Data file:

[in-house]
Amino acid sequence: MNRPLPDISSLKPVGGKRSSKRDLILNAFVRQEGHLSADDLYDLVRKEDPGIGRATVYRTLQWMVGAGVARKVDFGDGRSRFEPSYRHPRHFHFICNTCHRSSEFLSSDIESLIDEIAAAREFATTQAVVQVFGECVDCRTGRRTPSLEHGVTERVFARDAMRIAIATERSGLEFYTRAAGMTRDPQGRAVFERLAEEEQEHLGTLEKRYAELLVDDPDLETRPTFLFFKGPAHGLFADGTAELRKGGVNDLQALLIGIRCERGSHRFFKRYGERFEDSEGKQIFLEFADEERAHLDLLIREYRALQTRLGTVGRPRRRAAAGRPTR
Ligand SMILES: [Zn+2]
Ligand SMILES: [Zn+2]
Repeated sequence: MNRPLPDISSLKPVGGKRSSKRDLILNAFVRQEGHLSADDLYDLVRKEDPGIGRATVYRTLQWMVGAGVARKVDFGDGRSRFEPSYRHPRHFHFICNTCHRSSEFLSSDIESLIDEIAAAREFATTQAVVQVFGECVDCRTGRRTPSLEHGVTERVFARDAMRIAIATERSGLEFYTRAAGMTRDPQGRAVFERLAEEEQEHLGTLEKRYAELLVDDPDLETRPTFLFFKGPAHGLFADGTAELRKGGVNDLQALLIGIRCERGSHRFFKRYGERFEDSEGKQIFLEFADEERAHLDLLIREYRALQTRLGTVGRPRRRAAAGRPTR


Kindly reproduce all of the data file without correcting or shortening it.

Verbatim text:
[in-house]
Amino acid sequence: MNRPLPDISSLKPVGGKRSSKRDLILNAFVRQEGHLSADDLYDLVRKEDPGIGRATVYRTLQWMVGAGVARKVDFGDGRSRFEPSYRHPRHFHFICNTCHRSSEFLSSDIESLIDEIAAAREFATTQAVVQVFGECVDCRTGRRTPSLEHGVTERVFARDAMRIAIATERSGLEFYTRAAGMTRDPQGRAVFERLAEEEQEHLGTLEKRYAELLVDDPDLETRPTFLFFKGPAHGLFADGTAELRKGGVNDLQALLIGIRCERGSHRFFKRYGERFEDSEGKQIFLEFADEERAHLDLLIREYRALQTRLGTVGRPRRRAAAGRPTR
Ligand SMILES: [Zn+2]
Ligand SMILES: [Zn+2]
Repeated sequence: MNRPLPDISSLKPVGGKRSSKRDLILNAFVRQEGHLSADDLYDLVRKEDPGIGRATVYRTLQWMVGAGVARKVDFGDGRSRFEPSYRHPRHFHFICNTCHRSSEFLSSDIESLIDEIAAAREFATTQAVVQVFGECVDCRTGRRTPSLEHGVTERVFARDAMRIAIATERSGLEFYTRAAGMTRDPQGRAVFERLAEEEQEHLGTLEKRYAELLVDDPDLETRPTFLFFKGPAHGLFADGTAELRKGGVNDLQALLIGIRCERGSHRFFKRYGERFEDSEGKQIFLEFADEERAHLDLLIREYRALQTRLGTVGRPRRRAAAGRPTR